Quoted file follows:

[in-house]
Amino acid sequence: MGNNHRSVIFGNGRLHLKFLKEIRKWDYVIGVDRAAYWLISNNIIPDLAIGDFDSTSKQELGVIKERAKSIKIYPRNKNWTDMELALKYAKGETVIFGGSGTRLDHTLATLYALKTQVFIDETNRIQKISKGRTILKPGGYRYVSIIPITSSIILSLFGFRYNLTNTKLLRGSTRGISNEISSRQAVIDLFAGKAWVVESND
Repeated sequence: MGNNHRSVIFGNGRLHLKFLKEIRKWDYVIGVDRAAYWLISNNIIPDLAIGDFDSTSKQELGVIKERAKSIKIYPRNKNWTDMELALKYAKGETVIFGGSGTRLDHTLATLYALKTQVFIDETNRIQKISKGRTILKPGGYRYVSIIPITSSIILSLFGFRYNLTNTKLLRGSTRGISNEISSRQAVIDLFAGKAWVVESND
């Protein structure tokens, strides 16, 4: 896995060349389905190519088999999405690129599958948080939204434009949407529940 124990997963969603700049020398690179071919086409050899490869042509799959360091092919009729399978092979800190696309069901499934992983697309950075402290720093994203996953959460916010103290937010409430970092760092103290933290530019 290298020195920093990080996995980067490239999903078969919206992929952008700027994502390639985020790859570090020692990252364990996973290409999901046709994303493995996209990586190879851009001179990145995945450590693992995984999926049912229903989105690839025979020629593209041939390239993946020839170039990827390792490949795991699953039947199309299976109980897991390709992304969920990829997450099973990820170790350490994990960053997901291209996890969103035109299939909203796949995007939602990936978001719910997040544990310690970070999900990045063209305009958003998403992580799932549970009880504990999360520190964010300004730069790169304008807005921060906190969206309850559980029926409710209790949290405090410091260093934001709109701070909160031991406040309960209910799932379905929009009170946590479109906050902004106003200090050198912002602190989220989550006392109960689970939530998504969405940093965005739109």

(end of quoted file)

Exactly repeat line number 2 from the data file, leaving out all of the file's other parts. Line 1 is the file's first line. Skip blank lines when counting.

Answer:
Amino acid sequence: MGNNHRSVIFGNGRLHLKFLKEIRKWDYVIGVDRAAYWLISNNIIPDLAIGDFDSTSKQELGVIKERAKSIKIYPRNKNWTDMELALKYAKGETVIFGGSGTRLDHTLATLYALKTQVFIDETNRIQKISKGRTILKPGGYRYVSIIPITSSIILSLFGFRYNLTNTKLLRGSTRGISNEISSRQAVIDLFAGKAWVVESND